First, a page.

Court cases won't affect ANC national conference‚ says Mantashe

The ANC says there were no discussions on removing Gwede Mantashe at NEC meeting.
Gwede Mantashe The ANC says there were no discussions on removing Gwede Mantashe at NEC meeting.
Image: IHSAAN HAFFEJEE/The Times

The ANC on Friday said the outcomes of a North West court case that nullified the Bojanala regional conference would have no bearing on the upcoming national conference.

"The beauty of it is that the branch general meetings of the national conference were organised separately (from the regional ones)‚" said secretary general Gwede Mantashe.

The party was yet to study the judgment but believed it did not say anything about the affected members being barred from participating in the national conference. "The judiciary can't prohibit the attendance of members‚" Mantashe said.

Mantashe was speaking in Nasrec in Johannesburg on the eve of the national conference‚ where party members are to elect a new party leadership.

The ANC has been embroiled in court cases ahead of the conference‚ with some members wanting the courts to set aside the regional meeting outcomes‚ citing procedural irregularities.

In Bojanala‚ former regional secretary Tokyo Mataboge and 39 others had approached the court‚ seeking an order to set aside the branch general meeting of 40 branches and nullify the regional conference of September 24‚ 2017. They alleged that at least 40 branches were not constitutionally launched. Furthermore over 70 signatures were forged. The ANC North West provincial executive committee (PEC) and the ANC national executive committee (NEC) wanted the court to dismiss the review application.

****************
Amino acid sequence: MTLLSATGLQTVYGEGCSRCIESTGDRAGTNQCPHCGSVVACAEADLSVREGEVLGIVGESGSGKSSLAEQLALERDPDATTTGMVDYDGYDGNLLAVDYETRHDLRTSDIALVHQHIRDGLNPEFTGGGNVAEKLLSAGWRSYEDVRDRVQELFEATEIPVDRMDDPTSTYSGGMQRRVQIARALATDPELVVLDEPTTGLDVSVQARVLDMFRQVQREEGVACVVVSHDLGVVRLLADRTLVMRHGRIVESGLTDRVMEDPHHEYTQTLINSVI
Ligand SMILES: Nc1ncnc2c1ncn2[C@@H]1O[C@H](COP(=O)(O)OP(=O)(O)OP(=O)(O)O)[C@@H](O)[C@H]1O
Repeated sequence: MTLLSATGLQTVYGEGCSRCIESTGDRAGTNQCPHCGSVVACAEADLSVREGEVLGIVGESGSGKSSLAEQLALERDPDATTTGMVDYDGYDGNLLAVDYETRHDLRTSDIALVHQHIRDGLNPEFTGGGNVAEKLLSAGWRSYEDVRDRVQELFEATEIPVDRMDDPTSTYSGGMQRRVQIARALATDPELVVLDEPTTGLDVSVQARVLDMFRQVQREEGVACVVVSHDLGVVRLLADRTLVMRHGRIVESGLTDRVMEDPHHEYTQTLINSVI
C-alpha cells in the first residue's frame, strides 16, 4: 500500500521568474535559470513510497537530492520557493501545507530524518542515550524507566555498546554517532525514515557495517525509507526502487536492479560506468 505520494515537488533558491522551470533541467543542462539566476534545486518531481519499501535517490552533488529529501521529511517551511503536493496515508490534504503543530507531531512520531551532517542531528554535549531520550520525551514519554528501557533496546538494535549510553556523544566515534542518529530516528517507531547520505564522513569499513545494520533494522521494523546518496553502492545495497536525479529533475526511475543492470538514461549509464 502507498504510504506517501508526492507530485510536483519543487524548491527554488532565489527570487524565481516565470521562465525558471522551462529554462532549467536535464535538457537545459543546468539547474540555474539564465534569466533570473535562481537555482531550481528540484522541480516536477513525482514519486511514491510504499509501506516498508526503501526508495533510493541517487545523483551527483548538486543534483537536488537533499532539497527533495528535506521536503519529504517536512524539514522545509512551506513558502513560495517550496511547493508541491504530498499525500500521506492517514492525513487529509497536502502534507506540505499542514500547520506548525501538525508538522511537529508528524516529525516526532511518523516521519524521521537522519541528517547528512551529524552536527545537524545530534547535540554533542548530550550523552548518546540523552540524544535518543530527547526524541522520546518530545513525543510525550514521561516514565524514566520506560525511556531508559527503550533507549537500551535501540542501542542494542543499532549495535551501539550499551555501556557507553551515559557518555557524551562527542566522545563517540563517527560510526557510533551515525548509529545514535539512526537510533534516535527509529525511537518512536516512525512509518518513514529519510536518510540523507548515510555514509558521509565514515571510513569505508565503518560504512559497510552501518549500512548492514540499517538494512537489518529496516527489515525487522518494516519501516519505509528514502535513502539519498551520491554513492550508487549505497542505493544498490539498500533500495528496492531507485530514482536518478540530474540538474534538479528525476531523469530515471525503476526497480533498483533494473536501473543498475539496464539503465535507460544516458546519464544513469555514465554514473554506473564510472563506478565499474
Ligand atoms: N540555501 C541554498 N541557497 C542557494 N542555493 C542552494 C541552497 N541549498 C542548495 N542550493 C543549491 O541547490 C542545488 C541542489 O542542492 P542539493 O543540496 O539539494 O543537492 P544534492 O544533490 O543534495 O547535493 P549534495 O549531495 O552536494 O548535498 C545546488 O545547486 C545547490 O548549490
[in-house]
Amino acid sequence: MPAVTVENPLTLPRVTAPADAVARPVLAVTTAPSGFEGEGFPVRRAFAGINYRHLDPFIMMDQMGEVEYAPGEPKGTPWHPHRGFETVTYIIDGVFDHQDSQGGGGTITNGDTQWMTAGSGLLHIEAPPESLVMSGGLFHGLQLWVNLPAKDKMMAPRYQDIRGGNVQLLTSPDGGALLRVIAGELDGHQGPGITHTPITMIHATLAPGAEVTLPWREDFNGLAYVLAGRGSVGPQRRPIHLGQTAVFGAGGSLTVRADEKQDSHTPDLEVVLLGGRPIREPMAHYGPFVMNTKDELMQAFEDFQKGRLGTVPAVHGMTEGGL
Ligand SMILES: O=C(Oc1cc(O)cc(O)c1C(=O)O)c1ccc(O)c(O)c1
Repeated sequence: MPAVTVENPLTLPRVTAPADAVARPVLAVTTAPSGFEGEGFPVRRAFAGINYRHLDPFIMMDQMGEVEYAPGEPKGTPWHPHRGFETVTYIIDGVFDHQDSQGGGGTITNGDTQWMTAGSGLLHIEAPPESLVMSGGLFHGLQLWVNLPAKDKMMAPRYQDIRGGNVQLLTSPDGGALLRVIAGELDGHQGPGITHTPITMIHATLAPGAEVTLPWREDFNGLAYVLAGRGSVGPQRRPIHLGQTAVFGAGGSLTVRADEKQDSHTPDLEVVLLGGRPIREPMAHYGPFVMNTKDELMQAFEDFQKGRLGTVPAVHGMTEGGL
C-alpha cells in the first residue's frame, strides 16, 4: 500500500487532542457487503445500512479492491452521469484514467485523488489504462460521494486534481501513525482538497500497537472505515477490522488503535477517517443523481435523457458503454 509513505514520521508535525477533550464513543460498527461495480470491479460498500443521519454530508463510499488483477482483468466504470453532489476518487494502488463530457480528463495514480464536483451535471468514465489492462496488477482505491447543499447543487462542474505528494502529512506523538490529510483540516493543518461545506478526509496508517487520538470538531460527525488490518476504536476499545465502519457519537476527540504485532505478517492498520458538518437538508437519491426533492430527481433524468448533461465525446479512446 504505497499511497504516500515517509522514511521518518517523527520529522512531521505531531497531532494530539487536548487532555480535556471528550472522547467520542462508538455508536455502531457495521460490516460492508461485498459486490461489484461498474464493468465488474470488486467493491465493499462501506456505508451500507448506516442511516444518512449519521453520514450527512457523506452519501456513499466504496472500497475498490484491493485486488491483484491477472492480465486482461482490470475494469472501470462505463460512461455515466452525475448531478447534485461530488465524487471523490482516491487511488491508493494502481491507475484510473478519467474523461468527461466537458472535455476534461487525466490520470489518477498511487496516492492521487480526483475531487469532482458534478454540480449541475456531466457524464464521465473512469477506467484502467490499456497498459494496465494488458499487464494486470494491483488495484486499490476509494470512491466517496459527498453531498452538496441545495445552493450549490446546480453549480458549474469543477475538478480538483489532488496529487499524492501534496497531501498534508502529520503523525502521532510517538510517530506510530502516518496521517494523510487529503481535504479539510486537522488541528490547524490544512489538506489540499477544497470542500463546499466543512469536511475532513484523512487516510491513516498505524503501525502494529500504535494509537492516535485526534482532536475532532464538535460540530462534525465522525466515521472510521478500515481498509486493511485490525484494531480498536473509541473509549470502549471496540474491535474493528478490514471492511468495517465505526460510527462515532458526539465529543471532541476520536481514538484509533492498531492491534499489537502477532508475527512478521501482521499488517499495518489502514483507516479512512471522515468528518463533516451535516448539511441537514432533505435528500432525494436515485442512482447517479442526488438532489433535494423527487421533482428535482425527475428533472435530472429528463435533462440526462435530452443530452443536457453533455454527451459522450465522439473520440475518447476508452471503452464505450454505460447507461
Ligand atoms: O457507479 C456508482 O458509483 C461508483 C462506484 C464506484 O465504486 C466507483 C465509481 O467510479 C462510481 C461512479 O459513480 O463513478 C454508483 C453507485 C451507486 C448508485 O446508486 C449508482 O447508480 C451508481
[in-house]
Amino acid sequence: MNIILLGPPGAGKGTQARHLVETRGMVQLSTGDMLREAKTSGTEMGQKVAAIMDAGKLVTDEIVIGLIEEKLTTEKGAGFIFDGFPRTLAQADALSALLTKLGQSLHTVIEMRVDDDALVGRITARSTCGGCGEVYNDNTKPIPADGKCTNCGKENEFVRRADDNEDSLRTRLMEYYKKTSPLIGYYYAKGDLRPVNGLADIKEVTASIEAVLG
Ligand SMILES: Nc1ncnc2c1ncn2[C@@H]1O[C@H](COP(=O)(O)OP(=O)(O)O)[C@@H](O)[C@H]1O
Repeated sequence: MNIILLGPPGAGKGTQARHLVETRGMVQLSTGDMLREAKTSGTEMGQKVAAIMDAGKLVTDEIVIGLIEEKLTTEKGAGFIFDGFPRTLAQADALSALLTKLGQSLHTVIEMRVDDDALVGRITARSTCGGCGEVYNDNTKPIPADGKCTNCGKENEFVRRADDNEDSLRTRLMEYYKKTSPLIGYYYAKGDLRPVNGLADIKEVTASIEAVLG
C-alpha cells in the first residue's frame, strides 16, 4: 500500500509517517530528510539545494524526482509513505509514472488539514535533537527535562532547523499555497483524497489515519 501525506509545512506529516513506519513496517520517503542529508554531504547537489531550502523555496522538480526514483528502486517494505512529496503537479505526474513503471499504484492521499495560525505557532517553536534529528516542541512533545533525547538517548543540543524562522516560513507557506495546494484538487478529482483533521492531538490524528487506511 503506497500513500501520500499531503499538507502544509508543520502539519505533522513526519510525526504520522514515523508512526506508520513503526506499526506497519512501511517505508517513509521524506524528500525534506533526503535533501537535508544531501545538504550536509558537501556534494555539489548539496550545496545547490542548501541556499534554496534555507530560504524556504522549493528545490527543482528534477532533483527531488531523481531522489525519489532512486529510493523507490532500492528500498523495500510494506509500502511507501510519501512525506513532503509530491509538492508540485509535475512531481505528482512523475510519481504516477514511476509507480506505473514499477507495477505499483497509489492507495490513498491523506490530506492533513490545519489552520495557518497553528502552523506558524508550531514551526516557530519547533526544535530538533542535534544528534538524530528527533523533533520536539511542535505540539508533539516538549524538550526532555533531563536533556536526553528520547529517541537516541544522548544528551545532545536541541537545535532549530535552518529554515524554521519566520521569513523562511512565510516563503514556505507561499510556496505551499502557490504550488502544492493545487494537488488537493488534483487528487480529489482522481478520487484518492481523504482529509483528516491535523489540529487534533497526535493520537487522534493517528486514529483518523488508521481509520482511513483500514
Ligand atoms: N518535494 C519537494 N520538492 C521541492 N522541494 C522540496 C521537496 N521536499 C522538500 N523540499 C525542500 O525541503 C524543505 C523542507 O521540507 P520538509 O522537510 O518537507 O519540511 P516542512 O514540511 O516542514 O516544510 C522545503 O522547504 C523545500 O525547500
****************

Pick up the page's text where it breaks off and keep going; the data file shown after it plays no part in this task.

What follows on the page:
Tembeka Ngcukaitobi‚ for the ANC PEC and NEC‚ argued that the irregularities at branches do not affect the regional conference.

Mantashe said they were not fazed by the court cases.

"It is not bad that there is a judiciary to address the party members' concerns‚" Mantashe said.

He said the credentials of all those in attendance would not be questionable‚ stressing that the regions had no voting rights in the conference but were instead awarded observer seats.

ANC presidential candidate Mathews Phosa had headed to the High Court in Johannesburg to argue that the Mpumalanga candidates had expressed they would be voting for "unity" in the upcoming conference. They had failed to outwardly state which candidate they would be backing.

Phosa withdrew his legal bid at the 11th hour‚ with his lawyers telling the court that last-minute meetings with the ANC had resulted in them deciding to resolve the issue internally.

Addressing this court case‚ Mantashe said there was "nobody called unity". "There will be no unity on the ballot paper‚ so we don't know what will happen to a non-existent member‚" he added.

Mantashe expressed confidence that the conference would proceed smoothly. He quashed media reports of disgruntled members who were reportedly planning to disrupt the proceedings‚ saying there was strong security in place.

The conference kicks off on Saturday‚ with scores of delegates from all over the country set to arrive. Foreign diplomats are also expected at the conference. Mantashe said they had "invited parties which were friendly to us". The new party leadership is expected to be announced by Sunday evening following a round of voting.

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